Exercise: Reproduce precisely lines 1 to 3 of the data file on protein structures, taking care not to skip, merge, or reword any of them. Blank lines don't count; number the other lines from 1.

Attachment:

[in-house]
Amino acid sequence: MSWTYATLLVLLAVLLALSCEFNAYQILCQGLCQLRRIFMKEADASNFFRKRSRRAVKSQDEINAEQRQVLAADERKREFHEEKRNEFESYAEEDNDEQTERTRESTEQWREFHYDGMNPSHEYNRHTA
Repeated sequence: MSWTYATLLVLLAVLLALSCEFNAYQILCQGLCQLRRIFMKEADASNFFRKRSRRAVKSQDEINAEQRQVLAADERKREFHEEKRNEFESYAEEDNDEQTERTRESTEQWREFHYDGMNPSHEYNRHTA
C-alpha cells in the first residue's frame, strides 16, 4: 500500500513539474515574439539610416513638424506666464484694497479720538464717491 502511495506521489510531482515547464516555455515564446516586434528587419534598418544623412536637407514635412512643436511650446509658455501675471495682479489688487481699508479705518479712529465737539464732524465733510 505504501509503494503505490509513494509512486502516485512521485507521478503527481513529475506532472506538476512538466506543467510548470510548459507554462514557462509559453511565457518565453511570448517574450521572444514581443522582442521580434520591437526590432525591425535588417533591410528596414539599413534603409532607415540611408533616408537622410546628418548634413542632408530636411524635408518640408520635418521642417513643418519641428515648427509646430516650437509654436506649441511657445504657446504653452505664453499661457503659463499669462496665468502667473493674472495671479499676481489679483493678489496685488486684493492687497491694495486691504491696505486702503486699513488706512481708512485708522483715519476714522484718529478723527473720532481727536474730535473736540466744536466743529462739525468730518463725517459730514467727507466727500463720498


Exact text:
[in-house]
Amino acid sequence: MSWTYATLLVLLAVLLALSCEFNAYQILCQGLCQLRRIFMKEADASNFFRKRSRRAVKSQDEINAEQRQVLAADERKREFHEEKRNEFESYAEEDNDEQTERTRESTEQWREFHYDGMNPSHEYNRHTA
Repeated sequence: MSWTYATLLVLLAVLLALSCEFNAYQILCQGLCQLRRIFMKEADASNFFRKRSRRAVKSQDEINAEQRQVLAADERKREFHEEKRNEFESYAEEDNDEQTERTRESTEQWREFHYDGMNPSHEYNRHTA